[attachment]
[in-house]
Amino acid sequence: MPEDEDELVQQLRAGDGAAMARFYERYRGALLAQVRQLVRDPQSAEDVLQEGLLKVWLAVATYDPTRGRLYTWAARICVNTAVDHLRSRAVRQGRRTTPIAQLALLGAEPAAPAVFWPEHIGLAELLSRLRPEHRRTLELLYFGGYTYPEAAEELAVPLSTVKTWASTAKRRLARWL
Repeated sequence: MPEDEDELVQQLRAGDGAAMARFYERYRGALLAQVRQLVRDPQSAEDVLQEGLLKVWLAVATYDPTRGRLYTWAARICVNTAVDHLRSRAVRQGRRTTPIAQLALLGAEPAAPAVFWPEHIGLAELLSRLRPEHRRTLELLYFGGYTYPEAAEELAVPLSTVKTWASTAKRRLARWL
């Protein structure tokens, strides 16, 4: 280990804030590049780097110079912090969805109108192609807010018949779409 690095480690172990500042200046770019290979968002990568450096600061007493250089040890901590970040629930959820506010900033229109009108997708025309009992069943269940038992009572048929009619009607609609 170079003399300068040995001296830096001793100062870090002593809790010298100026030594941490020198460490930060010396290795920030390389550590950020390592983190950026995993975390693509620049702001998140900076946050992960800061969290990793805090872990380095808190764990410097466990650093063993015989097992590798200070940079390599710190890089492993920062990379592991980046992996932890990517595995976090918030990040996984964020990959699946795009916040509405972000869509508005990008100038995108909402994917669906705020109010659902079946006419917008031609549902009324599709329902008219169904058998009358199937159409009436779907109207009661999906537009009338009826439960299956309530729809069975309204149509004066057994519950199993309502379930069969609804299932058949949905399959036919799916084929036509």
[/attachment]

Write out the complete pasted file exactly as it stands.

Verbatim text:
[in-house]
Amino acid sequence: MPEDEDELVQQLRAGDGAAMARFYERYRGALLAQVRQLVRDPQSAEDVLQEGLLKVWLAVATYDPTRGRLYTWAARICVNTAVDHLRSRAVRQGRRTTPIAQLALLGAEPAAPAVFWPEHIGLAELLSRLRPEHRRTLELLYFGGYTYPEAAEELAVPLSTVKTWASTAKRRLARWL
Repeated sequence: MPEDEDELVQQLRAGDGAAMARFYERYRGALLAQVRQLVRDPQSAEDVLQEGLLKVWLAVATYDPTRGRLYTWAARICVNTAVDHLRSRAVRQGRRTTPIAQLALLGAEPAAPAVFWPEHIGLAELLSRLRPEHRRTLELLYFGGYTYPEAAEELAVPLSTVKTWASTAKRRLARWL
């Protein structure tokens, strides 16, 4: 280990804030590049780097110079912090969805109108192609807010018949779409 690095480690172990500042200046770019290979968002990568450096600061007493250089040890901590970040629930959820506010900033229109009108997708025309009992069943269940038992009572048929009619009607609609 170079003399300068040995001296830096001793100062870090002593809790010298100026030594941490020198460490930060010396290795920030390389550590950020390592983190950026995993975390693509620049702001998140900076946050992960800061969290990793805090872990380095808190764990410097466990650093063993015989097992590798200070940079390599710190890089492993920062990379592991980046992996932890990517595995976090918030990040996984964020990959699946795009916040509405972000869509508005990008100038995108909402994917669906705020109010659902079946006419917008031609549902009324599709329902008219169904058998009358199937159409009436779907109207009661999906537009009338009826439960299956309530729809069975309204149509004066057994519950199993309502379930069969609804299932058949949905399959036919799916084929036509």